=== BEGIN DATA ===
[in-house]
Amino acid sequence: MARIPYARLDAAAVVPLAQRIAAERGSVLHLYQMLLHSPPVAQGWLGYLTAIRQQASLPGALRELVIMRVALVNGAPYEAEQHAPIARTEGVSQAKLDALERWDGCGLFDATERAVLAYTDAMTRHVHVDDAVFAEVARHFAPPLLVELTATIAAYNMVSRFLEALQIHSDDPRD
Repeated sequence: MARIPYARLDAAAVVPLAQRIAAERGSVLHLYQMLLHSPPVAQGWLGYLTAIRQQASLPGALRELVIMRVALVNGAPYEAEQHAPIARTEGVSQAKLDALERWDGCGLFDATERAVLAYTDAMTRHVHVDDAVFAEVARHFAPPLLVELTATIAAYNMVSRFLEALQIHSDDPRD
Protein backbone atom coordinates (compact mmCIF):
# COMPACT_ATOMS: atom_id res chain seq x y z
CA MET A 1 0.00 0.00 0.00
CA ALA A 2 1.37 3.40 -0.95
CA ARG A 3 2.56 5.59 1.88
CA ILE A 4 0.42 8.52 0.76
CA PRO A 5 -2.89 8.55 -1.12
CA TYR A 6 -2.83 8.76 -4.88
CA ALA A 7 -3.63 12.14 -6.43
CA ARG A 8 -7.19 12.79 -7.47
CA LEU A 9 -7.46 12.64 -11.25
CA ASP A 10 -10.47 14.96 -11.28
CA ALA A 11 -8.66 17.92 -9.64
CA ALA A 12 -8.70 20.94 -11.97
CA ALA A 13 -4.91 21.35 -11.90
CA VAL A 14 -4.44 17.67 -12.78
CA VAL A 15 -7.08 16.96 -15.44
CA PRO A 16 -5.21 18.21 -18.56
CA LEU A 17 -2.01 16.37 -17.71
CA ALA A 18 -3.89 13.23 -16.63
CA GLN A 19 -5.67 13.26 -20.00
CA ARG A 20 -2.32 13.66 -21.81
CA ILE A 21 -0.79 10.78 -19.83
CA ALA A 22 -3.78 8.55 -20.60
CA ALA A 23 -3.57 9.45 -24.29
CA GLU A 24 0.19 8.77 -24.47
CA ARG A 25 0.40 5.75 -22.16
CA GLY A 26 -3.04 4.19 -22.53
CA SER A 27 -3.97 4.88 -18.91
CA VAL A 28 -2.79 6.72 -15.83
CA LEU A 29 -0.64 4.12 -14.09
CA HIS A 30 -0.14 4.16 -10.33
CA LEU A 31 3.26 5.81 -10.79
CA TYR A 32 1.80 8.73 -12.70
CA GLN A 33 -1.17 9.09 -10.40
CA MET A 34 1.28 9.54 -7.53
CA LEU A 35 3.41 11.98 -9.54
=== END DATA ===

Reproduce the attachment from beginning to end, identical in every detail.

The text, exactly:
[in-house]
Amino acid sequence: MARIPYARLDAAAVVPLAQRIAAERGSVLHLYQMLLHSPPVAQGWLGYLTAIRQQASLPGALRELVIMRVALVNGAPYEAEQHAPIARTEGVSQAKLDALERWDGCGLFDATERAVLAYTDAMTRHVHVDDAVFAEVARHFAPPLLVELTATIAAYNMVSRFLEALQIHSDDPRD
Repeated sequence: MARIPYARLDAAAVVPLAQRIAAERGSVLHLYQMLLHSPPVAQGWLGYLTAIRQQASLPGALRELVIMRVALVNGAPYEAEQHAPIARTEGVSQAKLDALERWDGCGLFDATERAVLAYTDAMTRHVHVDDAVFAEVARHFAPPLLVELTATIAAYNMVSRFLEALQIHSDDPRD
Protein backbone atom coordinates (compact mmCIF):
# COMPACT_ATOMS: atom_id res chain seq x y z
CA MET A 1 0.00 0.00 0.00
CA ALA A 2 1.37 3.40 -0.95
CA ARG A 3 2.56 5.59 1.88
CA ILE A 4 0.42 8.52 0.76
CA PRO A 5 -2.89 8.55 -1.12
CA TYR A 6 -2.83 8.76 -4.88
CA ALA A 7 -3.63 12.14 -6.43
CA ARG A 8 -7.19 12.79 -7.47
CA LEU A 9 -7.46 12.64 -11.25
CA ASP A 10 -10.47 14.96 -11.28
CA ALA A 11 -8.66 17.92 -9.64
CA ALA A 12 -8.70 20.94 -11.97
CA ALA A 13 -4.91 21.35 -11.90
CA VAL A 14 -4.44 17.67 -12.78
CA VAL A 15 -7.08 16.96 -15.44
CA PRO A 16 -5.21 18.21 -18.56
CA LEU A 17 -2.01 16.37 -17.71
CA ALA A 18 -3.89 13.23 -16.63
CA GLN A 19 -5.67 13.26 -20.00
CA ARG A 20 -2.32 13.66 -21.81
CA ILE A 21 -0.79 10.78 -19.83
CA ALA A 22 -3.78 8.55 -20.60
CA ALA A 23 -3.57 9.45 -24.29
CA GLU A 24 0.19 8.77 -24.47
CA ARG A 25 0.40 5.75 -22.16
CA GLY A 26 -3.04 4.19 -22.53
CA SER A 27 -3.97 4.88 -18.91
CA VAL A 28 -2.79 6.72 -15.83
CA LEU A 29 -0.64 4.12 -14.09
CA HIS A 30 -0.14 4.16 -10.33
CA LEU A 31 3.26 5.81 -10.79
CA TYR A 32 1.80 8.73 -12.70
CA GLN A 33 -1.17 9.09 -10.40
CA MET A 34 1.28 9.54 -7.53
CA LEU A 35 3.41 11.98 -9.54